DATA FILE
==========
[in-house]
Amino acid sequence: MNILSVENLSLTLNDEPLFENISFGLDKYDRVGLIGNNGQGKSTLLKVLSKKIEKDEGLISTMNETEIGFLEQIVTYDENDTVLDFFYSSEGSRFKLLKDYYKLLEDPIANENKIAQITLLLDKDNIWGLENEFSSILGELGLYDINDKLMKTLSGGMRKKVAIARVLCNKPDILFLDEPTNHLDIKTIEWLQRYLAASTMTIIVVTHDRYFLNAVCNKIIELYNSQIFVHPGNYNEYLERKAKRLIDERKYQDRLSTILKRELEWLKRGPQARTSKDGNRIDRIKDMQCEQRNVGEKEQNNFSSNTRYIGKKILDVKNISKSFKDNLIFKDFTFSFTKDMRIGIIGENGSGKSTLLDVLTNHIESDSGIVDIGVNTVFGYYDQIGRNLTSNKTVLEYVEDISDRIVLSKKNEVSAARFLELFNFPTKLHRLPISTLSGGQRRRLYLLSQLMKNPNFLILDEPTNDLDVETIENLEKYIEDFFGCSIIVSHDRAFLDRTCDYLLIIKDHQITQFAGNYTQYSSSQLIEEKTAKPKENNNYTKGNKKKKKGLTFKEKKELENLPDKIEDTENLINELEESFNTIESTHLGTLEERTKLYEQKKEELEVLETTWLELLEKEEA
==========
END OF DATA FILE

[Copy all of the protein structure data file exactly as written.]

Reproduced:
[in-house]
Amino acid sequence: MNILSVENLSLTLNDEPLFENISFGLDKYDRVGLIGNNGQGKSTLLKVLSKKIEKDEGLISTMNETEIGFLEQIVTYDENDTVLDFFYSSEGSRFKLLKDYYKLLEDPIANENKIAQITLLLDKDNIWGLENEFSSILGELGLYDINDKLMKTLSGGMRKKVAIARVLCNKPDILFLDEPTNHLDIKTIEWLQRYLAASTMTIIVVTHDRYFLNAVCNKIIELYNSQIFVHPGNYNEYLERKAKRLIDERKYQDRLSTILKRELEWLKRGPQARTSKDGNRIDRIKDMQCEQRNVGEKEQNNFSSNTRYIGKKILDVKNISKSFKDNLIFKDFTFSFTKDMRIGIIGENGSGKSTLLDVLTNHIESDSGIVDIGVNTVFGYYDQIGRNLTSNKTVLEYVEDISDRIVLSKKNEVSAARFLELFNFPTKLHRLPISTLSGGQRRRLYLLSQLMKNPNFLILDEPTNDLDVETIENLEKYIEDFFGCSIIVSHDRAFLDRTCDYLLIIKDHQITQFAGNYTQYSSSQLIEEKTAKPKENNNYTKGNKKKKKGLTFKEKKELENLPDKIEDTENLINELEESFNTIESTHLGTLEERTKLYEQKKEELEVLETTWLELLEKEEA